There are definitely too many to list, but Pratchett is one I have to mention. The way he turned his frustration with the world into often biting comedy really resonates with me. In that sense he’s something of an inspiration, as I’d love to be able to do that. Other authors I’ve enjoyed recently are N.K. Jemisin, Brian McClellan and Adrian Tchaivosky.

What’s next for you as a writer? What’s cooking in your literary kitchen?

I have the attention-span of a magpie so I usually have a number of projects on at once. I’m trying to throw together a collection of short stories set in and around monastic communities. Since the medieval literature I work with is often wacky and out there compared to modern tastes, I get a lot of inspiration from that. If they say write what you know, that means I end up writing about monks. When I tell people I research (much less write about) monks, I tend to baffle them, but there’s a lot of scope to explore really deep (and sometimes dark) themes in the walls of a cloister.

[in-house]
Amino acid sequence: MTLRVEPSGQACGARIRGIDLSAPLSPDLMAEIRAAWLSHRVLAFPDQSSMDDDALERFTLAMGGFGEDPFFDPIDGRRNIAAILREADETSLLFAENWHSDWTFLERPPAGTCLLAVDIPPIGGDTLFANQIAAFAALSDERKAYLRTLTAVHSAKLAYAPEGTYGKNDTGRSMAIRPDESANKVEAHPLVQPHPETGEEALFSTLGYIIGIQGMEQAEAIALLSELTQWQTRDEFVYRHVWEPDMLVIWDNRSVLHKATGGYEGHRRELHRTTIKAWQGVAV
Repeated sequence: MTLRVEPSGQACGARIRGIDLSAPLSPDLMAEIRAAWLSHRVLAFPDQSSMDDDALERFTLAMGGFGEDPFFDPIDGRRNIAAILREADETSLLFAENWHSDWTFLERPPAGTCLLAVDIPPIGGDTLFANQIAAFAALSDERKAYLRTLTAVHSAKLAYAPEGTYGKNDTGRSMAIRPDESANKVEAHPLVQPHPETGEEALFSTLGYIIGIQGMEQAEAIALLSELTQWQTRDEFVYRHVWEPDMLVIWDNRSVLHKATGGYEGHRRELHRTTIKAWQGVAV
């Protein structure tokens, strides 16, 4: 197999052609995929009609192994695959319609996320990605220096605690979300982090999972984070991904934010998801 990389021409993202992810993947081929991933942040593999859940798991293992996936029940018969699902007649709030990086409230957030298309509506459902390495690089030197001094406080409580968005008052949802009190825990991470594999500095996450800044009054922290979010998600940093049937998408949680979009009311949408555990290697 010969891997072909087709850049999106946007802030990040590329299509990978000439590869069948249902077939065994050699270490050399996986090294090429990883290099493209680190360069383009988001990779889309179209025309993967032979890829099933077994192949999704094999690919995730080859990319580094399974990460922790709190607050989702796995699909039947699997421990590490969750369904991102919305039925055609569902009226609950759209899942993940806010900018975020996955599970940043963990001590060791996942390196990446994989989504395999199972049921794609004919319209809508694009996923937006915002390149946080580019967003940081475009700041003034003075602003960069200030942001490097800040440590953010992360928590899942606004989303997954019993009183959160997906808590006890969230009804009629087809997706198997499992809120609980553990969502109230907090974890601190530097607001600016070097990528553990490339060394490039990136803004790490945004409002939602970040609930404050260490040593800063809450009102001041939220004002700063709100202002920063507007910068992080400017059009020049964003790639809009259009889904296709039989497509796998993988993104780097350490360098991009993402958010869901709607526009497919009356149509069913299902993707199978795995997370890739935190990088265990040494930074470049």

As a writer, have you ever had a character grow to be a much bigger part of the story than you expected? Who was the character and what was it about them that made them emerge from the sidelights?

In one of my unpublished stories I started out with a scene of a burning ship, and that was going to be the focus – how it came to be there, and how the protagonist got away. But almost immediately his boyfriend turned up, being adorable and concerned and just a lot of fun to write. In the end, their relationship became the focus of the story. I enjoyed getting to know Setholin and Fendel, and I hope I get to share their story more widely someday.

What has been your biggest challenge as a writer? What hurdles have you had to overcome, and what helped you to do so?

Finding time to write (and read) can be difficult when you’re balancing a day job that isn’t exactly 9-5, but demands your attention almost all the time. I went through a long period of barely writing anything, because I was a) exhausted and b) pretty much writing for my day job as well. Trying to keep to a schedule (and taking weekends firmly off work) has been a great help.